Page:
Claimed and actual emission figure gap widened in 10 years

Article by Anita Panait, on June 1, 2013

The gap between fuel efficiency numbers published by carmakers and the actual figures has widened after a decade, according to a research by the non-profit International Council on Clean Transportation (ICCT). The research shows that the “real-world” carbon dioxide emissions for new cars based on fuel consumption are around 25-percent higher on average than what carmakers claim, compared with just 10 percent a decade ago.

The research also shows that German premium vehicles had the biggest gap in published and actual fuel efficiency numbers. According to the report, BMW’s emissions figures for its vehicles are on average 30-percent lower than in actual use.

Audi’s emissions figures for its vehicles, meanwhile, are on average 28-percent below actual use. Mercedes-Benz’s emission numbers, on the other hand, are on average 26 percent lower than in real-world use. The report also disclosed that the gap between published and actual emission figures for Toyota vehicles were around 15 percent, and for Renault and PSA/Peugeot-Citroen units were about 16 percent.

Peter Mock, managing director of ICCT Europe, remarked that this means that the actual fuel consumption experienced by the average driver is typically 25-percent higher than what the carmaker claims. The report noted that the difference in fuel use made drivers pay on average an extra EUR300 ($390) yearly. ICCT’s report was based on data from nearly half a million private and company vehicles across Europe.

Prior research has shown how carmakers were able to lower fuel use and carbon dioxide emission in laboratory tests like using tires with extra traction or unrealistically smooth driving surfaces. ICCT’s research is expected to place more pressure for the reform of EU vehicle testing procedures to ensure that advertised fuel-efficiency numbers reflect actual use. This may be bad news for carmakers, since this means that it would be harder for them to meet new EU carbon dioxide vehicle emissions target proposed for 2020.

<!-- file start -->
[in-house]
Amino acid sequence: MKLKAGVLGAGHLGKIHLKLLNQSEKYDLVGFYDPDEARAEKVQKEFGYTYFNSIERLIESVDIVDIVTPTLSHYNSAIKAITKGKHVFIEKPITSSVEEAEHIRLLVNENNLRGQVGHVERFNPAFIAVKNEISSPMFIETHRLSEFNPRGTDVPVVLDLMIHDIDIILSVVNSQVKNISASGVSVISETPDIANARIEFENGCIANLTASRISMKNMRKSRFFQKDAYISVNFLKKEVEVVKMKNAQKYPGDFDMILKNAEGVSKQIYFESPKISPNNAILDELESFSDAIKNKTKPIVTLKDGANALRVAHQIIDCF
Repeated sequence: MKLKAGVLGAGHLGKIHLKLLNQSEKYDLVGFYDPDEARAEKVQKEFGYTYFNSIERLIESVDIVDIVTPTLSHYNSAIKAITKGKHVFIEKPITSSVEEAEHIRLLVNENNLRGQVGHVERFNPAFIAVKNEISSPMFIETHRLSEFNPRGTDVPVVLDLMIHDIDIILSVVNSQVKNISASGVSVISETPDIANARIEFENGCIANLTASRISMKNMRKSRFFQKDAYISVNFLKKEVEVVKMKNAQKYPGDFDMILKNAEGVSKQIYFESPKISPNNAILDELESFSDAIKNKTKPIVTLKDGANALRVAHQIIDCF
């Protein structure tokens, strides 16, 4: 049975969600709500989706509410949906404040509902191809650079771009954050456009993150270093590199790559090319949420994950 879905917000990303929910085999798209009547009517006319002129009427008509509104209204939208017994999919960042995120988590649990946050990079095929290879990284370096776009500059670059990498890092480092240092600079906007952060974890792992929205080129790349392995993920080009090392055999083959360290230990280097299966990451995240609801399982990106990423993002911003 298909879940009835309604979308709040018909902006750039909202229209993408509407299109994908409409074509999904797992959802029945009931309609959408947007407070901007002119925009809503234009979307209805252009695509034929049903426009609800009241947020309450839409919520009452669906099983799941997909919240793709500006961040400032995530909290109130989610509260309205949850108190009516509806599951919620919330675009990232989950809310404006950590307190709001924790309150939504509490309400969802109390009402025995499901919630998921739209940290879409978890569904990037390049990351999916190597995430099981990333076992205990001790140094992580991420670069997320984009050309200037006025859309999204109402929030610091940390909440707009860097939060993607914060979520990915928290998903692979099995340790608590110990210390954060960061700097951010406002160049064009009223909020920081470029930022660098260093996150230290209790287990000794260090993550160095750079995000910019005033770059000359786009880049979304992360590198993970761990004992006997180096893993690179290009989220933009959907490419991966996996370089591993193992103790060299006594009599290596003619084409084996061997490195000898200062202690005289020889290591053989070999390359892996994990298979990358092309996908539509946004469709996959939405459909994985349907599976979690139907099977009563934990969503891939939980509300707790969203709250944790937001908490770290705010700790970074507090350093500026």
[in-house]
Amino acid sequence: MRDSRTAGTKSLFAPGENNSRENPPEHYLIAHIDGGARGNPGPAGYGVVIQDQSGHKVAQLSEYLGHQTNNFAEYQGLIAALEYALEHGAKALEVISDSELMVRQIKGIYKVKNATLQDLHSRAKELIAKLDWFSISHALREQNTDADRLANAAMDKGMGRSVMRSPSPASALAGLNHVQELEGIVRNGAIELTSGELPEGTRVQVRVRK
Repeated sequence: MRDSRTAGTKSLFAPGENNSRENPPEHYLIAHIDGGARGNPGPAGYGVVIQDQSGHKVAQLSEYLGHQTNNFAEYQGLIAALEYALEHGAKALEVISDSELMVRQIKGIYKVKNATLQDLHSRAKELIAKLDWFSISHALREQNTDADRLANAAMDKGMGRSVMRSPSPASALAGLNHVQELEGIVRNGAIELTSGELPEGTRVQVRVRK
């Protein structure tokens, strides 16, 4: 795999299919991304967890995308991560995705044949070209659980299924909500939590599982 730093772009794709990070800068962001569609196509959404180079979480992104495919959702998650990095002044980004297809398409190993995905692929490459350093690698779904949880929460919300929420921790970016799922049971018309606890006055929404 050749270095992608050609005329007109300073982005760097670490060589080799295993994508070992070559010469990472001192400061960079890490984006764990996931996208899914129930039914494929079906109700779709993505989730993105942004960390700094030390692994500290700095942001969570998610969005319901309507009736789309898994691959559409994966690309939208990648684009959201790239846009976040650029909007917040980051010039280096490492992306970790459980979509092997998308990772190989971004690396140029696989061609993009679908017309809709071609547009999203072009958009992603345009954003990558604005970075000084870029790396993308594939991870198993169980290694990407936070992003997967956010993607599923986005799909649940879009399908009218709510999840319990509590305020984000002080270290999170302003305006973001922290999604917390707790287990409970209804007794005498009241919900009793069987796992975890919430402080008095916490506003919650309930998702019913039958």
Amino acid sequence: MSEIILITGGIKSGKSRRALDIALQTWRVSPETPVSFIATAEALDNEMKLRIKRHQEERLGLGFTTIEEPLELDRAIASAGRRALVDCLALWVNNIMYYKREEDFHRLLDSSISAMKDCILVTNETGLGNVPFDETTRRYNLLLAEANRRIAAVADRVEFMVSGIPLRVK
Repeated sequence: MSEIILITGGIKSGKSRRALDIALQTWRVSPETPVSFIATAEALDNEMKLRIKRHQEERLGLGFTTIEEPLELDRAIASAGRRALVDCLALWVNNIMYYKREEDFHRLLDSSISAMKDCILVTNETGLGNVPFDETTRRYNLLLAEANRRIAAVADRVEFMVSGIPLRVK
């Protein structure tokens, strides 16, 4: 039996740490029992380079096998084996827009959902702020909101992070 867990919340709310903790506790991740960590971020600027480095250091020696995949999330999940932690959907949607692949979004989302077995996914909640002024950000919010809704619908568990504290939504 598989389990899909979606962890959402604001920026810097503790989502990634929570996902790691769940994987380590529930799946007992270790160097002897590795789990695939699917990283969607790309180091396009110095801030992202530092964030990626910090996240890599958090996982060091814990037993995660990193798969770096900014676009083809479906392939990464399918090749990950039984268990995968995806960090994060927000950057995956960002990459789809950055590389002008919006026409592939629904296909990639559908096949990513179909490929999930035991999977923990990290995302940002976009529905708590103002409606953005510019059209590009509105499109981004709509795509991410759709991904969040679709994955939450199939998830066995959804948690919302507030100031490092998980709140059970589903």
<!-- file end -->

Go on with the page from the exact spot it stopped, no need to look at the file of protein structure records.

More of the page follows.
If you liked the article, share on:

Comments

Login or Create new account to add a comment!

Recommended

The highlight of this year’s Consumer Electronics Show may be based on some of these keywords---connectivity, integration and partnership. Just like in the previous year, you’ve probably heard and read...
by - January 16, 2017
Less than three weeks to go and the Super Bowl LI – one of the most awaited and most watched sports events in television – will commence on February 5,...
by - January 16, 2017
New Tesla vehicles will have to pay when charging at any of the carmaker’s Supercharger stations once they exceed their annual limits. This comes as Tesla Motors announced revisions in...
by - January 16, 2017
Off-road driving with an open air vehicle provides another kind of experience for many off-road enthusiasts and fans. For this sake, Ford is planning to offer a version of the...
by - January 16, 2017
For those who love driving, future autonomous cars should be like the Toyota Concept-i that is drawing in a multitude of visitors at the 2017 Consumer Electronics Show in Las...
by - January 15, 2017
Facebook

Youtube Channel

Tip Us
Do you have a tip for us?
Did you film an important event?
Contact us
Newsletter
Subscribe to our newsletter!
Subscribe
Galleries